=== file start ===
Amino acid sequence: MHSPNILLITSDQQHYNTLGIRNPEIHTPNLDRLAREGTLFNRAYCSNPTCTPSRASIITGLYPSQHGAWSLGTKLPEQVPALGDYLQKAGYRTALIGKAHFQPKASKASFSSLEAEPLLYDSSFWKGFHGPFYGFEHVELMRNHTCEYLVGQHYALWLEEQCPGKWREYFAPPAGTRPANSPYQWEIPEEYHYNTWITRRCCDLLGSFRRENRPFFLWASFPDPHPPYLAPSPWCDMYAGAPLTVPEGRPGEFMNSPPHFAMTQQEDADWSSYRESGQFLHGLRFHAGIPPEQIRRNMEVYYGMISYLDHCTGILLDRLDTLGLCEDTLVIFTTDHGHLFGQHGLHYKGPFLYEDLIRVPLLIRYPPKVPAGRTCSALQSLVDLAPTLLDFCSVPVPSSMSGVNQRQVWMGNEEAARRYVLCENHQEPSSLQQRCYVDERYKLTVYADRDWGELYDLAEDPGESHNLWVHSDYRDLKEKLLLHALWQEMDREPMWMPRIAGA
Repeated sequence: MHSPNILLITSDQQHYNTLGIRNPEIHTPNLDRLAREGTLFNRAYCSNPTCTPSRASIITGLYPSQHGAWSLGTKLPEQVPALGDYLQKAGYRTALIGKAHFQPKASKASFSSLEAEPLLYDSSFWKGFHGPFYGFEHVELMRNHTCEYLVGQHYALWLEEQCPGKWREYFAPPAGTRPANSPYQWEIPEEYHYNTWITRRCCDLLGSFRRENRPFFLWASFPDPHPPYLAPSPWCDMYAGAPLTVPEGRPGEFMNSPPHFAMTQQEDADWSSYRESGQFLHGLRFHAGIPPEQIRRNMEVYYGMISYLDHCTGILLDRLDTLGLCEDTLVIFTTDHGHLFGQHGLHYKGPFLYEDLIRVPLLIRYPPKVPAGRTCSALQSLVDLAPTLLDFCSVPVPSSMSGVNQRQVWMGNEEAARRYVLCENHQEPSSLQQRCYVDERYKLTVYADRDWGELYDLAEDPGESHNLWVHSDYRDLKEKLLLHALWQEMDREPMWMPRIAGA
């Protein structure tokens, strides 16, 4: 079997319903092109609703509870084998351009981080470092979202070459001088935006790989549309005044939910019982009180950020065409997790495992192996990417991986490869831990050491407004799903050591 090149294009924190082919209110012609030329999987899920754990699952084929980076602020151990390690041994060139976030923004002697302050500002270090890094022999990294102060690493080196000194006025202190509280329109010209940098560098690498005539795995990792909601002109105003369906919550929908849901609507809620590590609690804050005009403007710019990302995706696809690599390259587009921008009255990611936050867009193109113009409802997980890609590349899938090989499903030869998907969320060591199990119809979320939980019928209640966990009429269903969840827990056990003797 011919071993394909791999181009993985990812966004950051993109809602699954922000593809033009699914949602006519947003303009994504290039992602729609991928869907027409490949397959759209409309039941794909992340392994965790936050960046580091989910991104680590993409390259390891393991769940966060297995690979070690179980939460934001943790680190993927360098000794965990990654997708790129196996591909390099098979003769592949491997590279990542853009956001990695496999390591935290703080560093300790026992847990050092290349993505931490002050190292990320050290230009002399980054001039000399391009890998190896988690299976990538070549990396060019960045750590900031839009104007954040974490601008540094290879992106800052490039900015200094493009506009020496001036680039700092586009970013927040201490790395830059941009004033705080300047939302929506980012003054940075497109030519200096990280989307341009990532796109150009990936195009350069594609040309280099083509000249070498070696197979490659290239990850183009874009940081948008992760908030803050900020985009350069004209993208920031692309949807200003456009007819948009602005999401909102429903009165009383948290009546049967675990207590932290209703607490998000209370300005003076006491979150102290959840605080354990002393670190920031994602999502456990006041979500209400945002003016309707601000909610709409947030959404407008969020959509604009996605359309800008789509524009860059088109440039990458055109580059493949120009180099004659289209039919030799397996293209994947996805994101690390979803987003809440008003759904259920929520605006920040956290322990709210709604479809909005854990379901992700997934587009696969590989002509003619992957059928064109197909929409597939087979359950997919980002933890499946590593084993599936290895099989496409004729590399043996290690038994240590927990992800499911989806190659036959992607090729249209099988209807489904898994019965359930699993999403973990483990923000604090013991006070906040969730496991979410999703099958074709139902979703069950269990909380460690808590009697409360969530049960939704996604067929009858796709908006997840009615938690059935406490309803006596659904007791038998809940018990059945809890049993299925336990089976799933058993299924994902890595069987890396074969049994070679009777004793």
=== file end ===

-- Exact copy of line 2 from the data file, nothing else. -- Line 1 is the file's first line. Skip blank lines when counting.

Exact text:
Repeated sequence: MHSPNILLITSDQQHYNTLGIRNPEIHTPNLDRLAREGTLFNRAYCSNPTCTPSRASIITGLYPSQHGAWSLGTKLPEQVPALGDYLQKAGYRTALIGKAHFQPKASKASFSSLEAEPLLYDSSFWKGFHGPFYGFEHVELMRNHTCEYLVGQHYALWLEEQCPGKWREYFAPPAGTRPANSPYQWEIPEEYHYNTWITRRCCDLLGSFRRENRPFFLWASFPDPHPPYLAPSPWCDMYAGAPLTVPEGRPGEFMNSPPHFAMTQQEDADWSSYRESGQFLHGLRFHAGIPPEQIRRNMEVYYGMISYLDHCTGILLDRLDTLGLCEDTLVIFTTDHGHLFGQHGLHYKGPFLYEDLIRVPLLIRYPPKVPAGRTCSALQSLVDLAPTLLDFCSVPVPSSMSGVNQRQVWMGNEEAARRYVLCENHQEPSSLQQRCYVDERYKLTVYADRDWGELYDLAEDPGESHNLWVHSDYRDLKEKLLLHALWQEMDREPMWMPRIAGA